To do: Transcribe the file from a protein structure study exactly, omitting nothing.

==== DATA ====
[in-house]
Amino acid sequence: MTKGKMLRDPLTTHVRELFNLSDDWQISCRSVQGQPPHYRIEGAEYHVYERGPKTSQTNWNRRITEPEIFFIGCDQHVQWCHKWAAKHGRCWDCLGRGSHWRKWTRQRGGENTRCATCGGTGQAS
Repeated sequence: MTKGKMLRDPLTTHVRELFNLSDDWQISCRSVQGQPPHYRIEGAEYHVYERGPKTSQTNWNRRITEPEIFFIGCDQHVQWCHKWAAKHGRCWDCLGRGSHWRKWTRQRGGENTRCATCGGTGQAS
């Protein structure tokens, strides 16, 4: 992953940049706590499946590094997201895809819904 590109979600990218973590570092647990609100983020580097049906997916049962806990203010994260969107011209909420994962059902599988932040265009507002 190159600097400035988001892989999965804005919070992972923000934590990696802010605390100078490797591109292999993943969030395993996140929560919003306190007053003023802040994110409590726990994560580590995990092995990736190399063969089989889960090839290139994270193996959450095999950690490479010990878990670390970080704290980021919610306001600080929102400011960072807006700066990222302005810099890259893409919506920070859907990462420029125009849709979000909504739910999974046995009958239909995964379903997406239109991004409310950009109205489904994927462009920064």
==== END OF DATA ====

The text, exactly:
[in-house]
Amino acid sequence: MTKGKMLRDPLTTHVRELFNLSDDWQISCRSVQGQPPHYRIEGAEYHVYERGPKTSQTNWNRRITEPEIFFIGCDQHVQWCHKWAAKHGRCWDCLGRGSHWRKWTRQRGGENTRCATCGGTGQAS
Repeated sequence: MTKGKMLRDPLTTHVRELFNLSDDWQISCRSVQGQPPHYRIEGAEYHVYERGPKTSQTNWNRRITEPEIFFIGCDQHVQWCHKWAAKHGRCWDCLGRGSHWRKWTRQRGGENTRCATCGGTGQAS
């Protein structure tokens, strides 16, 4: 992953940049706590499946590094997201895809819904 590109979600990218973590570092647990609100983020580097049906997916049962806990203010994260969107011209909420994962059902599988932040265009507002 190159600097400035988001892989999965804005919070992972923000934590990696802010605390100078490797591109292999993943969030395993996140929560919003306190007053003023802040994110409590726990994560580590995990092995990736190399063969089989889960090839290139994270193996959450095999950690490479010990878990670390970080704290980021919610306001600080929102400011960072807006700066990222302005810099890259893409919506920070859907990462420029125009849709979000909504739910999974046995009958239909995964379903997406239109991004409310950009109205489904994927462009920064």